Targets and obstacles
Interestingly, once we look more closely at the reputation of the manager within the organisation as a whole, things look differently. In general, most people find it harder to enhance their image across the company. An efficient management of their department seems to be key for many managers here. 56 per cent believe this helps, as opposed to only 31 per cent who think a successful restructuring might improve their image in the organisation. This might indicate that restructuring measures in general are seen as problematic by the staff of many companies.
Despite this, the rebuilding of their department is often an integral part in a new manager’s strategy. But it is only one cornerstone of the entire change programme. Whatever the plans for the new department, I found that the most important factor in deciding the success of these plans is the CEO or managing director of the organisation. 85 per cent of my interviewees think that without his or her support, no plan can work. This contradicts the popular myth that the key people for a new department head are the employees or other department heads. No, what really counts for 85 per cent is the CEO (the other 15 per cent believe the communication department to be the most central factor). The picture remains rather hierarchical when we look at the second most important element: 31 per cent believe that the other board members are decisive factor number two. All of this means that without those on top, no change plan for the public relations department can work.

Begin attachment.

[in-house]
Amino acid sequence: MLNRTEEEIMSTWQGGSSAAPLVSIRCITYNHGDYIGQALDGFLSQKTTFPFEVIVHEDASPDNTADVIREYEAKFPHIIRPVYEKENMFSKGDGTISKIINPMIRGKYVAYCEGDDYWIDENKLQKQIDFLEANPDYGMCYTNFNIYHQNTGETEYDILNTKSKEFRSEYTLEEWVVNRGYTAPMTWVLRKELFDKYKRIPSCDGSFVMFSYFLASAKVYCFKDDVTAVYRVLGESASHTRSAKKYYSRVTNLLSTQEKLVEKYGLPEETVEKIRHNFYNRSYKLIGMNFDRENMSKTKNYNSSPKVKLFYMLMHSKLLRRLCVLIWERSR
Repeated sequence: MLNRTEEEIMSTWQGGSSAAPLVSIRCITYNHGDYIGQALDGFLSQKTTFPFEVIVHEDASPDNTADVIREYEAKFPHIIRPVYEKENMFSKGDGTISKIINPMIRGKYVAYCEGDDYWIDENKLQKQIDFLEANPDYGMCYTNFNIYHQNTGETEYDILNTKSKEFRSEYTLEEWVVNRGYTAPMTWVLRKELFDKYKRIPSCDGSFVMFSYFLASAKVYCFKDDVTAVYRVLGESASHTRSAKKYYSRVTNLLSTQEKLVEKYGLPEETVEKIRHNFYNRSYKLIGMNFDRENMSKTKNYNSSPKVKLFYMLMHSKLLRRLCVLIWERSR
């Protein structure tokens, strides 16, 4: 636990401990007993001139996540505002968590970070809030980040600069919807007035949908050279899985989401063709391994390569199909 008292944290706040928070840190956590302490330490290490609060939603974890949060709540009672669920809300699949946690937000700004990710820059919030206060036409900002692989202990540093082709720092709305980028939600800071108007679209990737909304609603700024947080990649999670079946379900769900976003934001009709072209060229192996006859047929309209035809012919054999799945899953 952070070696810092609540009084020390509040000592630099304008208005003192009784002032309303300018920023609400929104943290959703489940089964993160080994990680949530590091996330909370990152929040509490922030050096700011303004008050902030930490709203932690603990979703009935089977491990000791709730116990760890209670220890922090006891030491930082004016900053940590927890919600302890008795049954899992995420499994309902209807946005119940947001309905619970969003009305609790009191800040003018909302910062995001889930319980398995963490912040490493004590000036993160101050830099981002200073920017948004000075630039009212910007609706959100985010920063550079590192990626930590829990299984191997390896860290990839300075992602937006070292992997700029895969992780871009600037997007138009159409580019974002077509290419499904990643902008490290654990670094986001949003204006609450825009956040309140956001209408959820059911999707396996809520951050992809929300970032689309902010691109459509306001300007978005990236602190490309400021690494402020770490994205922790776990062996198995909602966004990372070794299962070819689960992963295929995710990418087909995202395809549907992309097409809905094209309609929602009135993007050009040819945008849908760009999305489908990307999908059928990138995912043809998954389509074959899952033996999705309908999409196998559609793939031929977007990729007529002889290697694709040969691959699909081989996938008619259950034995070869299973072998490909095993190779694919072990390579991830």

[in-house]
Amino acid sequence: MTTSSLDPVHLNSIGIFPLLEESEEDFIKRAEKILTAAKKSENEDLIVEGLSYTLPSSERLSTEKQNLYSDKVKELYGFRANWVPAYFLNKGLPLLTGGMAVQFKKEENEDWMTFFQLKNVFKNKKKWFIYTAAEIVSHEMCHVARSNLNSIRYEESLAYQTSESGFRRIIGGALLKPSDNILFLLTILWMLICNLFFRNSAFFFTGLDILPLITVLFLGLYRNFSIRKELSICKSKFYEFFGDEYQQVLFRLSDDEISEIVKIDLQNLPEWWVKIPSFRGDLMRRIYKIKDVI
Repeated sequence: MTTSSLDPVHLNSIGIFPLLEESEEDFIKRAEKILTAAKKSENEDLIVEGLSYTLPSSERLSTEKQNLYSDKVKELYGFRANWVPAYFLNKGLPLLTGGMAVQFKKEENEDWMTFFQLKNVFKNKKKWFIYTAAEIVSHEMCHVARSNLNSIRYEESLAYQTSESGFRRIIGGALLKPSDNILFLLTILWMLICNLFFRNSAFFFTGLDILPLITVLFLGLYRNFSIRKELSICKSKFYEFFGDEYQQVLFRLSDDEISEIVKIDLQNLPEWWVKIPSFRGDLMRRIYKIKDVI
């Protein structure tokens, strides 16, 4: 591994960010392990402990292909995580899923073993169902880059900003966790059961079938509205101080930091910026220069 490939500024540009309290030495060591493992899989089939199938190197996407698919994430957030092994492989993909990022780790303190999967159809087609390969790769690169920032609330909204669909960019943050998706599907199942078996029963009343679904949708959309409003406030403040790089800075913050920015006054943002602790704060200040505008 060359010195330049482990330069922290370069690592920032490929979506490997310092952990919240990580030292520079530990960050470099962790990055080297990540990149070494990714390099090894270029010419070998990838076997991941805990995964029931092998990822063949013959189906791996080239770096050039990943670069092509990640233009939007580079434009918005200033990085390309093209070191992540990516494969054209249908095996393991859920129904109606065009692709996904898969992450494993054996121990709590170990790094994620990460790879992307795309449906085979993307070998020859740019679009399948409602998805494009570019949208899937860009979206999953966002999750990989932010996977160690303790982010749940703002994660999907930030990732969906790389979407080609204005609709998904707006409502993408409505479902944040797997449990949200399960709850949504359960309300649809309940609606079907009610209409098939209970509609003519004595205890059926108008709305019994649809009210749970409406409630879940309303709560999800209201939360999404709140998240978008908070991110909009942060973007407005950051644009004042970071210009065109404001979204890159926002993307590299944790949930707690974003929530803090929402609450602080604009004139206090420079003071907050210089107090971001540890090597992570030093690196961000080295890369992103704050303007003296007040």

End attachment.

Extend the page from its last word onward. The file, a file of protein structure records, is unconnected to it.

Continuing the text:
When asked about the biggest obstacle for their targets, 38 per cent believe that an unclear corporate strategy is the major factor. This is worrying, as it indicates that even today, more than 50 years after AD Chandler wrote Strategy and Structure in the History of the American Enterprise, not all companies seem to have a clear and generally-understood corporate strategy.
Compared to this, the second major obstacle seems rather mundane: 31 per cent of my respondents think that the most pressing problem is lack of resources. This also explains why no one mentioned the controlling department as one of the key drivers of their programme: controllers simply do not always seem to finance change in the way they ought to.